San Francisco Giants: Buster Posey Potential Transition to Third Base

There comes a time in every catcher’s career when he transitions from behind the plate to the field. That time might be on the horizon for San Francisco Giants catcher Buster Posey.

After eight remarkable seasons in the major leagues, Buster Posey is the poster child of the Giants. Since receiving the 2010 Rookie of the Year award, the extraordinary ballplayer maintained similarly high numbers throughout his career.

And now, three World Series championships and an MVP later, Posey’s time time behind the plate might begin to decrease. His willingness to adapt for the good of his team might lead him to increase appearances at first base and, potentially, third base.

Stay with me, because this idea is not as crazy as it might sound.

Although Chris Haft of only briefly mentioned the idea, it makes sense for Posey to play third base. Regardless of a gradual decrease since 2013, Posey is accustomed to playing roughly 24 games at first base per season. Compared to his .299 batting average when catching, he hit .340 with 22 homers in 165 games at first base. In fact, as his playing time at first base has gone down, so has his batting average.

When he played 33 games at first in 2014, Posey batted .311 while scoring and driving in 19 runs. Likewise, he batted .318 with 41 games at first base the following year. In comparison, Posey played 112 games as catcher and 11 games at first, finishing with a shrunken .288 batting average.

The difference between Posey’s numbers behind the plate and in the field is something the Giants can no longer disregard. A shift to the field, regardless of where, could give the team a much needed offensive boost. Despite ranking 11th in baseball with their .258 team batting average, the Giants led only two teams with 130 homers. On top of that, San Francisco finished 19th with only 715 team runs.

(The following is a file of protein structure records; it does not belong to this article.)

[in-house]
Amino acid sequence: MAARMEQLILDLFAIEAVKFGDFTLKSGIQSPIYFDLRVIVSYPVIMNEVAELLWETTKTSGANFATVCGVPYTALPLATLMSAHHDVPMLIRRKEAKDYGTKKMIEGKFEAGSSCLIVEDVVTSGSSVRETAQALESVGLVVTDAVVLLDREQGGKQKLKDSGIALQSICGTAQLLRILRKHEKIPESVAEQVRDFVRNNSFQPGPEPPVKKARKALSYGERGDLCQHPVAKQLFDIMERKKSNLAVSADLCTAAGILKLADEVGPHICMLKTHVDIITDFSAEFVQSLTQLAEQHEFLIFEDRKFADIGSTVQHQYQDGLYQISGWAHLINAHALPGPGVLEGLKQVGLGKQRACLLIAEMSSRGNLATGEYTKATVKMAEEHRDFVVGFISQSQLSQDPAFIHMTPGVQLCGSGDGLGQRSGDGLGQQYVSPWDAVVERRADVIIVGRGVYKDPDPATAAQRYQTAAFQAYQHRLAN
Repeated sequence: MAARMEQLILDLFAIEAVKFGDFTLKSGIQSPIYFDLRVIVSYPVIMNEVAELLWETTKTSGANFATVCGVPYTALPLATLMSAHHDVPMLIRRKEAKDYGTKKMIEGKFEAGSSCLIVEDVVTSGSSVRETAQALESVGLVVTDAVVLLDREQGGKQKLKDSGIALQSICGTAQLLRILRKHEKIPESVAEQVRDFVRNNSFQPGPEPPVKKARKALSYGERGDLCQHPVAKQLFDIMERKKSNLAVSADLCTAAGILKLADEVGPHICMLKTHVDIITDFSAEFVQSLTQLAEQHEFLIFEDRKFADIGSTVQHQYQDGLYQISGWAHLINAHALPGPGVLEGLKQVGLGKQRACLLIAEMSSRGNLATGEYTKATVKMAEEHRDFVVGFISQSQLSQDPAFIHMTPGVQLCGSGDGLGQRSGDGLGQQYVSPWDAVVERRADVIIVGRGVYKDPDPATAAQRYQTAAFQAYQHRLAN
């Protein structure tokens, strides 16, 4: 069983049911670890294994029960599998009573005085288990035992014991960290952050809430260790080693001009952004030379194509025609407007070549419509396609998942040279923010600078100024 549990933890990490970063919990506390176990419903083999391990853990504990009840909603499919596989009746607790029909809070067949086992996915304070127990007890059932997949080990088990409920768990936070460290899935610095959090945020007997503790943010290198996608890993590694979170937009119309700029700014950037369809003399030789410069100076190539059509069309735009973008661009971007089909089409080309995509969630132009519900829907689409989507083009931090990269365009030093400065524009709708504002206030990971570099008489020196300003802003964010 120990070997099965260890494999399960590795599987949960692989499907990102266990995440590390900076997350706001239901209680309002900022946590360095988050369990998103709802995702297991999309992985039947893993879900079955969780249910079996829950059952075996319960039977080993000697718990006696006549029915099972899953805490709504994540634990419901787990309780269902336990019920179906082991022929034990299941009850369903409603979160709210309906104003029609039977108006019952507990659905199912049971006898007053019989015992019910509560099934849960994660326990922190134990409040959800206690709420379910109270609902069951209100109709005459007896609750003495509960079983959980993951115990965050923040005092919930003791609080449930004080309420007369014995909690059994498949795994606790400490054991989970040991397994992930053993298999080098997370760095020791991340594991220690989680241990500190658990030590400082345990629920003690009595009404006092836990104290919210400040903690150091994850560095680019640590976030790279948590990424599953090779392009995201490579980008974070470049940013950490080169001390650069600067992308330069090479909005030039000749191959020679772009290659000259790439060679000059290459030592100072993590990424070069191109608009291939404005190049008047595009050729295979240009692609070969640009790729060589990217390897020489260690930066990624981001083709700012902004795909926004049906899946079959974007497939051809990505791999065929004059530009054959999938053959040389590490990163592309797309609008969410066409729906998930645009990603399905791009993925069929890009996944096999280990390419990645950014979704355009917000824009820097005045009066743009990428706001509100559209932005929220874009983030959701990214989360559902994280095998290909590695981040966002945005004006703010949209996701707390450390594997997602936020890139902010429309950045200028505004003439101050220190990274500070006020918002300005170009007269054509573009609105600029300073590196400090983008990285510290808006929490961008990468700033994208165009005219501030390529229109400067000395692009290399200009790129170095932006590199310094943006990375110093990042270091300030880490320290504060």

However, the difference of severity between third and first must be taken into consideration. A mishandled ball at first is much less damaging than an error at third base. If Posey’s transition to third is to become a reality, his experience at shortstop qualifies him to be a part-time third baseman.

The Giants acquired a solid defensive third baseman in Eduardo Nuñez last season, but he is one seasons away from free agency. With first baseman Brandon Belt under team control until 2022, hitting 15-plus homer and batting over .270 the last two seasons, Posey could ease the transition at third base if the Giants decide not to pursue Nuñez once his contract expires.

In addition, Johnny Bench successfully made the transition from catcher to third base during his career. Through his 17 seasons in the major leagues, Bench manned the hot corner in 190 games. He finished his career in 1983 with 42 games at third base, committing only six errors in 90 chances.

Not to mention, the ease of playing the field could affect the long-term success of his career. If the San Francisco Giants expect Posey to keep producing at the same rate, the strain of playing behind the plate a majority of his games will eventually catch up to him.

Needless to say, maybe Posey can man third base, instead of sliding head first into it.

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